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HY 1110 Unit III Reflection Paper


A Letter from Boston

Place yourself (same age, family situation, and relative occupation) in early 1770s Boston. You are inspired to write a letter to someone (family, friend, co-worker, etc.) outside of the area about what you have seen or heard happening with regards to the growing rift with Britain. Below are questions you must address in your letter.

  • Your nation is on the brink of war. What has caused this?
  • In your current situation, how has the foreign government impacted you, and what you are seeing evolve as the American government?
  • Are you hoping to see a new nation emerge, or are you hoping for a reconciliation with Britain?

You are encouraged to be creative with the assignment, but make sure you are using facts from what you have read and learned to guide you. Your letter must be a minimum of one page, double spaced, and written in Times New Roman 12 point font.

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I’m trying to learn for my Law class and I’m stuck. Can you help?

Eugenics and Sterilization

The United States Supreme Court decision in the case of Buck vs. Bell forms one of the most important legal document in the history of sterilization. The case involved Carrie Buck who was a feeble-minded woman committed to a state mental institution. Her mental state condition has been present in her family for the past three generations. The case was presented to the Supreme Court after the proposed sterilization of Carrie Buck that had initially gone through the Virginia State Court system. Virginia law allowed for the sterilization of a mentally ill individual with the aim of promoting the health of the patient as well as the welfare of the society. The Supreme Court voted for Sterilization of Carrie Buck and any other American in a similar situation (Buck v. Bell. 274 U.S. 200, 2018). The Supreme Court’s decision led by Justice Olive Holmes stated that ‘three generations of imbeciles are enough.’ It ordered the sterilization of Carrie Buck to prevent her from giving birth to another mentally defective child.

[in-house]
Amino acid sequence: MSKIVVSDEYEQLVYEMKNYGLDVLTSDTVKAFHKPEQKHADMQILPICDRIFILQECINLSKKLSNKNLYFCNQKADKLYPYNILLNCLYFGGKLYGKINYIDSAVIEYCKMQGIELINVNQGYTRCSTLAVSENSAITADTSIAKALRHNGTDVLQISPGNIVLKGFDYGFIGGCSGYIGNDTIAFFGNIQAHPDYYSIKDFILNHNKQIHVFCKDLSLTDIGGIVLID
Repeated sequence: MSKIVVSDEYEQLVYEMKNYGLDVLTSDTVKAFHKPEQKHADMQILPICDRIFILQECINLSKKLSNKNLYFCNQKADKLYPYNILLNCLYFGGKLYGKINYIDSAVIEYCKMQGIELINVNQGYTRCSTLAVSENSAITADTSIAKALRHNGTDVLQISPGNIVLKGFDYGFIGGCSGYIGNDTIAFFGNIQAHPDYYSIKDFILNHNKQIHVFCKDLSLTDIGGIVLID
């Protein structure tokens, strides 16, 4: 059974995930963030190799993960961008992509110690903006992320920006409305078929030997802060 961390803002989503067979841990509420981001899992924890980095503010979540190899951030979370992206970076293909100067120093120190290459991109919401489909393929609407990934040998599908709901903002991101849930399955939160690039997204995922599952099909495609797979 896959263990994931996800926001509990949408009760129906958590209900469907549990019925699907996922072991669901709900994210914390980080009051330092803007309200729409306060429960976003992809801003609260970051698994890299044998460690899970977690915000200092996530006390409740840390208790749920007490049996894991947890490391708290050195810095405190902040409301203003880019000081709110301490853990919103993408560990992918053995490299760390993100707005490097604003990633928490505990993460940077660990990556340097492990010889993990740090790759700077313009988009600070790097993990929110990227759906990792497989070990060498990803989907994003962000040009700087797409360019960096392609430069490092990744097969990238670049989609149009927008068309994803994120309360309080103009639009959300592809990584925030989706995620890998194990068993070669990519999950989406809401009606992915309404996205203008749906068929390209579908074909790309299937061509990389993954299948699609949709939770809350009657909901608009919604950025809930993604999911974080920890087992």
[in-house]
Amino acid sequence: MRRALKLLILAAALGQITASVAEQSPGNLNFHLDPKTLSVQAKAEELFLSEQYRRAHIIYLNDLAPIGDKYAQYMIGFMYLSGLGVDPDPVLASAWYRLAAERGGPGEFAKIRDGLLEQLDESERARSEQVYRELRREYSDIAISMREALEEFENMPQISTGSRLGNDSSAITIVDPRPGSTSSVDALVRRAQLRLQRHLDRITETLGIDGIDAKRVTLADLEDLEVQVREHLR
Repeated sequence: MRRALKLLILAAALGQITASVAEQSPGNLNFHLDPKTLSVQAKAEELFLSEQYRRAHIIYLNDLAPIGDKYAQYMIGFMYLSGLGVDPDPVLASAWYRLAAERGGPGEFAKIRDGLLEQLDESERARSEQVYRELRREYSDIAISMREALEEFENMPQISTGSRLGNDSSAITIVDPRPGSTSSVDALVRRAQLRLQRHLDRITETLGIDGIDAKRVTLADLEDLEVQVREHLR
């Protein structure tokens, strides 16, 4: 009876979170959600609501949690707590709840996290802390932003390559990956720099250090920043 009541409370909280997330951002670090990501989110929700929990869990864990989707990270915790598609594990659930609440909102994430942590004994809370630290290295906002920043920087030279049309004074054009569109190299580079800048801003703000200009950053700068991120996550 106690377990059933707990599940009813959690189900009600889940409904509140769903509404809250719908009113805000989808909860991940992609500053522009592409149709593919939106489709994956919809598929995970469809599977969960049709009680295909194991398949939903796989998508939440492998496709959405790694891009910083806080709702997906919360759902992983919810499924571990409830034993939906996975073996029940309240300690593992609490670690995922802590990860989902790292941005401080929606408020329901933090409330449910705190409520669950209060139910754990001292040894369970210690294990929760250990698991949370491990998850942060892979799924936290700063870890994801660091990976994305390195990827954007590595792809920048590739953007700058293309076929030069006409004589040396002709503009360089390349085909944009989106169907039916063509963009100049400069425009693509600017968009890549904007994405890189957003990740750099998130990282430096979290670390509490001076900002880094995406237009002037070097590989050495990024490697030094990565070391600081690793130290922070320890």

The US Supreme Court decision bolstered the American eugenics movement as well as contributing to the establishment of the legal authority for sterilization of more Americans. Eugenic is a movement aimed at improving the gene composition of humans through the selection of the desired characteristics (Popenoe, 2009). One of the theories of criminology-related to eugenics is Lombroso’s biological theory of criminology that assumes that some humans are born criminals who are physiologically distinct from non-criminals.

The effect of the Supreme Court ruling could not be underestimated as it formed a landmark decision for the American eugenics movement. Even though the decision resulted in Carrie Buck becoming the first person to be sterilized under Virginia’s sterilization law, thousands of Virginians followed. Most of the practices were involuntary as some of the patients did not agree to them but the law required them to undergo the procedure. The procedure finally ended in the 1970s countrywide resulting in the repealing of the Virginia Sterilization Act in 1972. However, in 2012 the justification of the sterilization of the feeble-minded patients set by the Buck vs. Bell case had not been overturned.

The issue of eugenics and sterilization is a polarized issue considering that progressive thinkers in the United States who contributed to the consideration of proposals driving positive eugenics were overshadowed with policies regarded as negative eugenics that discouraged or prevented certain individuals from tainting the “race.” The shift in the beliefs supporting eugenic started in the mid-1930s and continued evolving after World War II where the original focus on negative eugenics of preventing people from transmitting defective genes began fading away (Reilly, 2015). It resulted in two new trends emerging where the first trend focused on physicians arguing that women sterilization who were intellectually incapacitated would result in freeing them from institutions as well as allowing them to live without fear of pregnancy. The second trend focused on substantial growth in the movement for the provision of all women with legal access to contraception. The occurrence of such different views says that the study of genetics may not necessarily be sufficient in justifying its use to make decisions such as the ones imposed on Carrie Buck. Besides, its use in the United States stopped at some point highlighting that its use is not certain in predicting the characteristics of the children from a mentally ill individual.


Buck v. Bell. 274 U.S. 200. (2018). Buck v. Bell, 274 US 200 – Supreme Court 1927. Retrieved from https://scholar.google.com/scholar_case?q=Buck+v.+…

Popenoe, P. (2009). The progress of eugenic sterilization.

Reilly, P. R. (2015). Eugenics and involuntary sterilization: 1907–2015. Annual review of genomics and human genetics, 16, 351-368.

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